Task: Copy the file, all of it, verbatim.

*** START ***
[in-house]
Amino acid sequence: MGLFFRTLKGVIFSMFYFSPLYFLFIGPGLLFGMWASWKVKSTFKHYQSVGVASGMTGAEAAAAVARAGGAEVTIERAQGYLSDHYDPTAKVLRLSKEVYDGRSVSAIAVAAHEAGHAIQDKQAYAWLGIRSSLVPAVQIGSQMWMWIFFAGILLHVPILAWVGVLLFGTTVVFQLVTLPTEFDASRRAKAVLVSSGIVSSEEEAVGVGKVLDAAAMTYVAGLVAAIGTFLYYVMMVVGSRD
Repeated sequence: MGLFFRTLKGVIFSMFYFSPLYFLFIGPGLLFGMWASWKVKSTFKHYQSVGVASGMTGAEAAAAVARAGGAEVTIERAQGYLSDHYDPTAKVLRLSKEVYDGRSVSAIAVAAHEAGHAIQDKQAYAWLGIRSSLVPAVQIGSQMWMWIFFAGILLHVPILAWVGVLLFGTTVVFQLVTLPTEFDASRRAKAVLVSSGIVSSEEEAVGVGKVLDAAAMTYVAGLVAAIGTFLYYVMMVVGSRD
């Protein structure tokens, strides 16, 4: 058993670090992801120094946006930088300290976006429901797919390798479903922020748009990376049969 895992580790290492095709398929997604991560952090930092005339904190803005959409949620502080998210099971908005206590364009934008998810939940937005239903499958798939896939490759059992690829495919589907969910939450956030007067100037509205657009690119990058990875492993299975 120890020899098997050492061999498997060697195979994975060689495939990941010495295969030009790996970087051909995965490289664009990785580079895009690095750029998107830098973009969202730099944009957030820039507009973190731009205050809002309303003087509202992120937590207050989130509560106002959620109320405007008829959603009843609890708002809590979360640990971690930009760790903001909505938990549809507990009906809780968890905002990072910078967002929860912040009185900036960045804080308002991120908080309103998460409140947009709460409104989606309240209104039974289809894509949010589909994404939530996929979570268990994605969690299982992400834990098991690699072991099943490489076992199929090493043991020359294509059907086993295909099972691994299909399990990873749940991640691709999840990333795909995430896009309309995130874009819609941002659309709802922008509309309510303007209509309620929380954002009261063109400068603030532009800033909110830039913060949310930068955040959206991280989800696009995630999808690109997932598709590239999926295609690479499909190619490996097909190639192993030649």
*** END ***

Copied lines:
[in-house]
Amino acid sequence: MGLFFRTLKGVIFSMFYFSPLYFLFIGPGLLFGMWASWKVKSTFKHYQSVGVASGMTGAEAAAAVARAGGAEVTIERAQGYLSDHYDPTAKVLRLSKEVYDGRSVSAIAVAAHEAGHAIQDKQAYAWLGIRSSLVPAVQIGSQMWMWIFFAGILLHVPILAWVGVLLFGTTVVFQLVTLPTEFDASRRAKAVLVSSGIVSSEEEAVGVGKVLDAAAMTYVAGLVAAIGTFLYYVMMVVGSRD
Repeated sequence: MGLFFRTLKGVIFSMFYFSPLYFLFIGPGLLFGMWASWKVKSTFKHYQSVGVASGMTGAEAAAAVARAGGAEVTIERAQGYLSDHYDPTAKVLRLSKEVYDGRSVSAIAVAAHEAGHAIQDKQAYAWLGIRSSLVPAVQIGSQMWMWIFFAGILLHVPILAWVGVLLFGTTVVFQLVTLPTEFDASRRAKAVLVSSGIVSSEEEAVGVGKVLDAAAMTYVAGLVAAIGTFLYYVMMVVGSRD
């Protein structure tokens, strides 16, 4: 058993670090992801120094946006930088300290976006429901797919390798479903922020748009990376049969 895992580790290492095709398929997604991560952090930092005339904190803005959409949620502080998210099971908005206590364009934008998810939940937005239903499958798939896939490759059992690829495919589907969910939450956030007067100037509205657009690119990058990875492993299975 120890020899098997050492061999498997060697195979994975060689495939990941010495295969030009790996970087051909995965490289664009990785580079895009690095750029998107830098973009969202730099944009957030820039507009973190731009205050809002309303003087509202992120937590207050989130509560106002959620109320405007008829959603009843609890708002809590979360640990971690930009760790903001909505938990549809507990009906809780968890905002990072910078967002929860912040009185900036960045804080308002991120908080309103998460409140947009709460409104989606309240209104039974289809894509949010589909994404939530996929979570268990994605969690299982992400834990098991690699072991099943490489076992199929090493043991020359294509059907086993295909099972691994299909399990990873749940991640691709999840990333795909995430896009309309995130874009819609941002659309709802922008509309309510303007209509309620929380954002009261063109400068603030532009800033909110830039913060949310930068955040959206991280989800696009995630999808690109997932598709590239999926295609690479499909190619490996097909190639192993030649």